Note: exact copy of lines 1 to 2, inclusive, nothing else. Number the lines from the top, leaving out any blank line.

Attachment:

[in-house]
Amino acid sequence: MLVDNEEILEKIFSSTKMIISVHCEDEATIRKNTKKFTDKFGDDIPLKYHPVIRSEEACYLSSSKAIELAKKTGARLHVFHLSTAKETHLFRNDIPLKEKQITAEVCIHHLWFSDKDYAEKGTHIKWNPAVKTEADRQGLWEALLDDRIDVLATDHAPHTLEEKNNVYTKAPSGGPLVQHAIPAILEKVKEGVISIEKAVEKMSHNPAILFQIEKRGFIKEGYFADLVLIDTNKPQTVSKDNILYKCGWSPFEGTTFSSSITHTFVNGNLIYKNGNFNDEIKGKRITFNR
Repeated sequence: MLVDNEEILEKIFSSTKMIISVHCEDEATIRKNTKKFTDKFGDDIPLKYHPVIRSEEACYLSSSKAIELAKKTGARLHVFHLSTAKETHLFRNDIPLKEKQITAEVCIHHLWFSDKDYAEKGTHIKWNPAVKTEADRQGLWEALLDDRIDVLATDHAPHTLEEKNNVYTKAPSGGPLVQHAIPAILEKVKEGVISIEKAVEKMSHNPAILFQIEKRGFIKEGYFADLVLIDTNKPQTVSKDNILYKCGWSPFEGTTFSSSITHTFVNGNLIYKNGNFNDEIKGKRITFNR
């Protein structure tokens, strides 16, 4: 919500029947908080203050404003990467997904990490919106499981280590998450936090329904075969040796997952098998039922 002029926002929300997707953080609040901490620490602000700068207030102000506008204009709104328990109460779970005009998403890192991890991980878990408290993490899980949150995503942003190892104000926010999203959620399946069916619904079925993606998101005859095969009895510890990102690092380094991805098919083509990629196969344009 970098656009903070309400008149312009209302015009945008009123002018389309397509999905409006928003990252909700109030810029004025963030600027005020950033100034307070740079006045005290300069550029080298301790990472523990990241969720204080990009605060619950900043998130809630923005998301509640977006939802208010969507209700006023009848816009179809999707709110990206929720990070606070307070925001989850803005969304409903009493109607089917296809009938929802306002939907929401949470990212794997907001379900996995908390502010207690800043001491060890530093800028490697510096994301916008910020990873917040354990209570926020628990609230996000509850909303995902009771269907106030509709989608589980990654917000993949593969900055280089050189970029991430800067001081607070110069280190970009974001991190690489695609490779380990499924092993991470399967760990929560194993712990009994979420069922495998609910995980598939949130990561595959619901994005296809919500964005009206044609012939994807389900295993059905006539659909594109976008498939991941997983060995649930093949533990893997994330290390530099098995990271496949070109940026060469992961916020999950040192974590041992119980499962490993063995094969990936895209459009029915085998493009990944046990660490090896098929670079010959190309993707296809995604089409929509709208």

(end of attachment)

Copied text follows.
[in-house]
Amino acid sequence: MLVDNEEILEKIFSSTKMIISVHCEDEATIRKNTKKFTDKFGDDIPLKYHPVIRSEEACYLSSSKAIELAKKTGARLHVFHLSTAKETHLFRNDIPLKEKQITAEVCIHHLWFSDKDYAEKGTHIKWNPAVKTEADRQGLWEALLDDRIDVLATDHAPHTLEEKNNVYTKAPSGGPLVQHAIPAILEKVKEGVISIEKAVEKMSHNPAILFQIEKRGFIKEGYFADLVLIDTNKPQTVSKDNILYKCGWSPFEGTTFSSSITHTFVNGNLIYKNGNFNDEIKGKRITFNR